“We are Rangers, Super Rangers, no one likes us, we don’t care”. I won’t type the next line for reasons those familiar with the song will understand, but the opening line refused to leave my mind last weekend as 15,000 of my fellow Rangers fans decided to break the Scottish Government’s lockdown rules by descending on George Square to celebrate the ‘Invincibles’ on trophy day.

No one likes us. Never a truer word spoken. When Rangers clinched their first league title in a decade, a couple of months ago, I wrote in this newspaper’s daily sister title about the shame I felt as a fan; how disappointed I was that the club had failed to do what it could to prevent fans gathering outside Ibrox to mark the triumph.

Many Old Firm fans wrote to me to inform me that I was correct in my assessment of the other side, but wide of the mark in my assessment of theirs. So far, so predictable.

Last weekend was somewhat different. The club, legitimately, did much more to try to prevent the scenes which unfolded. In advance, they wrote to the Scottish Government to suggest a socially distanced, four-day event allowing a total of 40,000 spectators to enjoy the celebration with the players inside Ibrox. Whether it would have prevented the march to George Square; whether the clientele inside Ibrox would have been the same as the individuals mobilised by the Union Bears supporters group to gather in Govan, is moot. But at least the club tried.

Let me also give some credence to some of the other mitigations I commonly hear from my fellow Rangers fans. When crowds gather to protest against the UK immigration policy, the Scottish Government portrays them as saintly. The same goes for people on anti-Israel marches. And remember the Celtic fans, who broke lockdown rules when the pandemic was at a significantly more dangerous stage, to call for Neil Lennon to be sacked. The same Celtic fans who regularly glorify IRA murder and hang effigies from their stands to mock the suicide of Kris Boyd’s brother.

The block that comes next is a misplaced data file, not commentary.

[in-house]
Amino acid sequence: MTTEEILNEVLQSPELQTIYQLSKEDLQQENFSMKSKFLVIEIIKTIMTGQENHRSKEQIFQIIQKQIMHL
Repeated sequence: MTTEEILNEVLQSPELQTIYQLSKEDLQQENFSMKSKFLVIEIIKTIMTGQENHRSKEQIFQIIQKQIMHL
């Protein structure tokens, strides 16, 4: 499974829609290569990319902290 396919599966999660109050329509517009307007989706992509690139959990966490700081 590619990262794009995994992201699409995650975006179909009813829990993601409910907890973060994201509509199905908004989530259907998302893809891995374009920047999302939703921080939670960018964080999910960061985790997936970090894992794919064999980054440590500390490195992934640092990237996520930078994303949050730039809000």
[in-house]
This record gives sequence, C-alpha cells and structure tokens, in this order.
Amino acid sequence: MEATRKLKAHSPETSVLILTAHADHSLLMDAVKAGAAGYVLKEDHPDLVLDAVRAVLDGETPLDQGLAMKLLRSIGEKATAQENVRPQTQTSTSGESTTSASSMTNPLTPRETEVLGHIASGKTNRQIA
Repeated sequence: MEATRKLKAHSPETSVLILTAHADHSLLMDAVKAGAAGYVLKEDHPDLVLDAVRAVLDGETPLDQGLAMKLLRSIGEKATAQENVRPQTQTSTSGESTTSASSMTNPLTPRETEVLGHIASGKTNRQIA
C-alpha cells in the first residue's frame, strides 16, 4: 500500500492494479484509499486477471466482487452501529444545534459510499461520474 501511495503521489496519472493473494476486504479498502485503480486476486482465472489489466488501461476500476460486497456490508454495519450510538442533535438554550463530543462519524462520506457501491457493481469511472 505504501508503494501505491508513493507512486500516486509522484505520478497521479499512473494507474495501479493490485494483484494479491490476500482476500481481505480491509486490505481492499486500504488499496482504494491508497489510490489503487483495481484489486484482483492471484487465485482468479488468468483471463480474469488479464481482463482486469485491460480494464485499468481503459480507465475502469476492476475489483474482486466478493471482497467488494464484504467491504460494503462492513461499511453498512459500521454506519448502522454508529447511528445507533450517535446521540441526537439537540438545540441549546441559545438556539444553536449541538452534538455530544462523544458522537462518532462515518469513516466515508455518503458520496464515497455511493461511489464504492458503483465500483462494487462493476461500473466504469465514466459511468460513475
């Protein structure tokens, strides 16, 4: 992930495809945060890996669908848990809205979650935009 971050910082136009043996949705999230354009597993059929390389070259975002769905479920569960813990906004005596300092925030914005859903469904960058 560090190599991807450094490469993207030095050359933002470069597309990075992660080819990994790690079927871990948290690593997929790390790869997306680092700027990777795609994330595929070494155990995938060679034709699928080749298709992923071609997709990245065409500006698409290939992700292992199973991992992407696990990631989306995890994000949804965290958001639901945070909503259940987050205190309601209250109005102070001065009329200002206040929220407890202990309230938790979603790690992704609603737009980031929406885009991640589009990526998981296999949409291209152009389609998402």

All of these protestations have a decent helping of truth attached to them. I fully understand why Rangers, as a fan base and as a club, feel persecuted. I feel it myself, regularly. I, too, harbour a deep suspicion about which way the Scottish football authorities lean. I, too, wince at the joy I hear when a radio commentator calls a Celtic goal. I, too, roll my eyes at the moral superiority which many self-described impartials heap onto Celtic. I, too, feel less attached to a Scotland team which doesn’t field a Rangers player.


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However, and here is the key point for Rangers, none of that matters. Pointing at someone else and saying “look over there” will not fix their problems. And, let me be absolutely clear, the root cause of the problem is the club itself. Rangers Football Club is guilty of a dog-whistle enabling of this sort of behaviour by a very significant proportion of its supporters.

It’s this dog whistle which says: we don’t like the Scottish Government, or the SNP, or independence. It’s this dog-whistle that says Northern Ireland and Scotland are British. It’s the dog whistle that promotes orange-coloured kits amongst its merchandise despite literally any other colour being at its disposal. It’s this dog whistle that offers Ibrox as a vaccination centre to ‘Her Majesty's Government’ rather than to the ‘UK Government’. It’s this dog-whistle that increasingly says we shouldn’t support causes associated with the left. It’s this dog-whistle that leads to Israeli flags being occasionally seen amongst the Union flags, flown by people who couldn’t point to Israel on a map.

READ MORE: George Square: Rangers break silence on Glasgow title celebrations

Rangers treat last week’s rioters as the target audience. This needs to be turned on its head. They are not the target audience. They are the enemy within, and they need to be purged not by words, but by deeds.

In this global game, Rangers could be a global brand, attracting investment, support and indeed love from all over the world, exploiting the romance and tragedy of the club, using Steven Gerrard’s status as a global footballing icon. We know that Scottish brands can achieve this; Rangers is no different.

But far from growing its global base, if Rangers fails to change its outlook in the most fundamental way, it will go in the opposite direction. It’s support will shrink. Decent fans will stop taking their children. They will stop going themselves. It will be left to the sort of people who destroyed George Square a week ago.

How sad, that would be.

Our columns are a platform for writers to express their opinions. They do not necessarily represent the views of The Herald.